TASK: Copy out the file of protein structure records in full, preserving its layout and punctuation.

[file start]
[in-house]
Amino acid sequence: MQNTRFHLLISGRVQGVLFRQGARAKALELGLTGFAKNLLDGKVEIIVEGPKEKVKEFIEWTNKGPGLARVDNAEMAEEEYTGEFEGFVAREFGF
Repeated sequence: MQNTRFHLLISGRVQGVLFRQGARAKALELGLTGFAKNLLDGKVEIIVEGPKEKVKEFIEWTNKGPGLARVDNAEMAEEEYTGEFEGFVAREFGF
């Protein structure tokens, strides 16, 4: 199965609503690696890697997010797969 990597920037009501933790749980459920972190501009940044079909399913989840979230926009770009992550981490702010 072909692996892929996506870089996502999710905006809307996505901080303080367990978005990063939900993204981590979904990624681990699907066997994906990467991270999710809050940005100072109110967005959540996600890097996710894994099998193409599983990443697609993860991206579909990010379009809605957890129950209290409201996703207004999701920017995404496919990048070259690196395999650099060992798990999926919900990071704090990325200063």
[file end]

[in-house]
Amino acid sequence: MQNTRFHLLISGRVQGVLFRQGARAKALELGLTGFAKNLLDGKVEIIVEGPKEKVKEFIEWTNKGPGLARVDNAEMAEEEYTGEFEGFVAREFGF
Repeated sequence: MQNTRFHLLISGRVQGVLFRQGARAKALELGLTGFAKNLLDGKVEIIVEGPKEKVKEFIEWTNKGPGLARVDNAEMAEEEYTGEFEGFVAREFGF
């Protein structure tokens, strides 16, 4: 199965609503690696890697997010797969 990597920037009501933790749980459920972190501009940044079909399913989840979230926009770009992550981490702010 072909692996892929996506870089996502999710905006809307996505901080303080367990978005990063939900993204981590979904990624681990699907066997994906990467991270999710809050940005100072109110967005959540996600890097996710894994099998193409599983990443697609993860991206579909990010379009809605957890129950209290409201996703207004999701920017995404496919990048070259690196395999650099060992798990999926919900990071704090990325200063």